Essential oils are not cheap, but when you are a fan and know what’s inside that little dark bottle you think, “It was money well spent.” I couldn’t agree with you more, but knowing the monetary value of my oils, I want to know how long they last. Personally, I am a fan of Young Living Oils and wondered, do Young Living Essential Oils expire?
Not really. I know that sounds ambivalent but bear with me for a moment and continue to read what I discovered about the longevity of the essential oils that made me come to this indecisive decision.
First off, I have done enough research on this brand to know that the product you are receiving is as pure as they come when it comes to essential oils. Let’s take a quick look at how they conduct business.
The History of The Company
Young Living began in the early 1990s when D. Gary Young and his wife Mary decided to create a business that would introduce and provide essential oils to anyone that was interested in taking advantage of their benefits. With his knowledge of aromatherapy and her business background in multilevel marketing, Young Living has become one of the largest distributors of essential oils in the world.
Seed to Seal® is the process Young Living has created to ensure that only top-grade essential oils wind up with their label on them. There are several steps to this process so we will look at all of them briefly.
This is the beginning of the process that results in a batch of oil. Some products created by Young Living start out as plants on their own farms. Also, some oils are produced from plants that can’t be grown on their farms so the company partners with other farms that are thoroughly researched before being chosen to supply products.
This is another important part of the Seed to Seal process. Young Living only uses the top scientists and laboratories in the industry. The equipment used to harvest, distill, extract, test, bottle, and transport these little bottles of volatile compounds is top of the line.
Young Living commits to following their values that started the company. That is to pay attention to sustainability, helping local communities thrive, and to be environmentally sound at all times.
What I like about Young Living is that they not only use all of this technology to create their product, they purposely bring in third-party testing so that consumers can feel confident that they are getting a pure one, which is important when it comes to disintegration or expiring.
These are the tests that are conducted on each batch by the company and the third party testing facility.
- Inductively Coupled Plasma Mass Spectrometry (ICP-MS)
- Inductively Coupled Plasma-Atomic Optical Emission Spectrometry (ICP-OES)
- Gas Chromatography (GC)
- High-Performance Liquid Chromatography (HPLC)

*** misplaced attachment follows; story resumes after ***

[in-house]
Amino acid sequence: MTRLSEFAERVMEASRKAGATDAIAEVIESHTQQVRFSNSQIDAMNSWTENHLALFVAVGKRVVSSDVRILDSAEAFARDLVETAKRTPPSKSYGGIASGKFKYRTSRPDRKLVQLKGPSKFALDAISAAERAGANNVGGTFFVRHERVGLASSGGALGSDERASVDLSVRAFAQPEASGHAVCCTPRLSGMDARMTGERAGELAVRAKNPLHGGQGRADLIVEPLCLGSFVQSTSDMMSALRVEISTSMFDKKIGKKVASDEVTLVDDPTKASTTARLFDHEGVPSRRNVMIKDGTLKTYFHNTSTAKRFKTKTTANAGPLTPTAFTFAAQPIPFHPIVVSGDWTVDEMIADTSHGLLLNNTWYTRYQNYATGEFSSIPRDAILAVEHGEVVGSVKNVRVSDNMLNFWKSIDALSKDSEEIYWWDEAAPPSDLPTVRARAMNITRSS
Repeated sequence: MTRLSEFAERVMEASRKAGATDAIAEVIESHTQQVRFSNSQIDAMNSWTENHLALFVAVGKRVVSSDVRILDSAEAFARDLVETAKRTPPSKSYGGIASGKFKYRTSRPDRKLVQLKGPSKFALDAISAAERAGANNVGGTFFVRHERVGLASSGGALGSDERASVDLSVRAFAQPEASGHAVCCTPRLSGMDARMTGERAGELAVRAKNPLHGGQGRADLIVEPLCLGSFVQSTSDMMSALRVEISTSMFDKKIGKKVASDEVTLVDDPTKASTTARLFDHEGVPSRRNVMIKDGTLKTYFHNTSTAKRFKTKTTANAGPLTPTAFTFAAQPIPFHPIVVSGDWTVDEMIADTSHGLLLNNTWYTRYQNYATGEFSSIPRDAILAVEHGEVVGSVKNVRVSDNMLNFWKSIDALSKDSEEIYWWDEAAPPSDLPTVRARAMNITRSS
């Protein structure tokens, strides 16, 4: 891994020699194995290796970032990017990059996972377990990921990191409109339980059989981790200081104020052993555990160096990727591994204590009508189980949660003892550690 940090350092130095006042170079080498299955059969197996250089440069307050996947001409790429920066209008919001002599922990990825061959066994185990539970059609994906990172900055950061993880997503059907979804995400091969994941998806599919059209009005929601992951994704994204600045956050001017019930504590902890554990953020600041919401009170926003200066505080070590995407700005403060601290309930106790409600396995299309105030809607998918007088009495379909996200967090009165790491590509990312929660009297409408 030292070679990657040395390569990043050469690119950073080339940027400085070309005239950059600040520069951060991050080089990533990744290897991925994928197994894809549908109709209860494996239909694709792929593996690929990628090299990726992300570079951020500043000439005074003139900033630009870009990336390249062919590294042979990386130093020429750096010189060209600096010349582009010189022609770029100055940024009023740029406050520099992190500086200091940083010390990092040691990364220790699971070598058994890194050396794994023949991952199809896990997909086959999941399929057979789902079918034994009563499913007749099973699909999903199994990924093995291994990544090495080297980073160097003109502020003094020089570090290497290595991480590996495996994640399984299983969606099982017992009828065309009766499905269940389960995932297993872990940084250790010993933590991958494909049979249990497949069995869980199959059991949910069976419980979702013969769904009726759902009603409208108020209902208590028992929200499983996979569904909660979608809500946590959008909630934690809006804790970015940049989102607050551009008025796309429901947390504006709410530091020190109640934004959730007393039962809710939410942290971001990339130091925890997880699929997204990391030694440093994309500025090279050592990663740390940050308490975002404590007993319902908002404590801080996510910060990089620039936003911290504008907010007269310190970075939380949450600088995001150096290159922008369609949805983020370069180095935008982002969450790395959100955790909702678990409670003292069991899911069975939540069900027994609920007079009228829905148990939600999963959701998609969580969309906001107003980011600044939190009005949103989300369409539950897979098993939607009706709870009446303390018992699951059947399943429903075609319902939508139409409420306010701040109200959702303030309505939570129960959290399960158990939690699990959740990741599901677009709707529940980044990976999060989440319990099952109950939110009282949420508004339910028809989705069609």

- Fourier Transform Infrared Spectroscopy
- Automated Micro-Enumeration
- Flash Point
- Gas Chromatography Mass Spectrometry (GCMS)
- Chiral Chromatography
- Isotope Ratio Mass Spectrometry (IRMS)
That’s a lot. Of course, anyone can say they did the testing and do we really know if they did? No, but I own several oils by this company and have no doubt in my mind that each oil I have tucked away in my drawer that has a Young Living label on it is pure.
Speaking Of Storage – This Is How They Last
Since I brought up the way I store my oils, I thought it would be a good idea to get into storage because this is where it’s determined how long your essential oils will last. It seems that if you want your oils to last long, you need to make sure they avoid oxidation, which means to bond chemically with oxygen molecules. Your Young Living oils should last a long time as long as they are stored correctly.
When an essential oil reacts with oxygen from being left uncorked, it will sour. Heat speeds up the process, which is generated from sunlight, so it is important to make sure your essential oil bottles are stored in a cool, dark space. If you can keep them in the refrigerator, then that’s even better. It has been said by experts that it could double the life of the oil.
The scent of the rancid oil may not be noticeable to you as well. But you can develop a rash or allergic reaction to an oil gone bad. Still, if kept well in a nice box like this and preferably on a refrigerator shelf, then your Young Living oils should last at least three years. Citrus oils can sour faster and might begin to expire about nine months but could last twelve.
Oils That Never Expire
It seems that there are even exceptions to the rules when it comes to essential oils. When it comes to Patchouli, Sandalwood, Vetiver, and Ylang Ylang, these oils age instead of degrading and become better as the years pass. So, for these four oils sold under the name Young Living, no, they do not expire.
My answer to the question about spoiled essential oils was contradictory, this is true. But, as you can see. It really depends on how fast you use them, how they are stored, and what kind of oil they are. Have you ever come across an essential oil that has expired? Let us know about it in the comments section below. We all need to support each other in our journeys for better minds, bodies, and souls.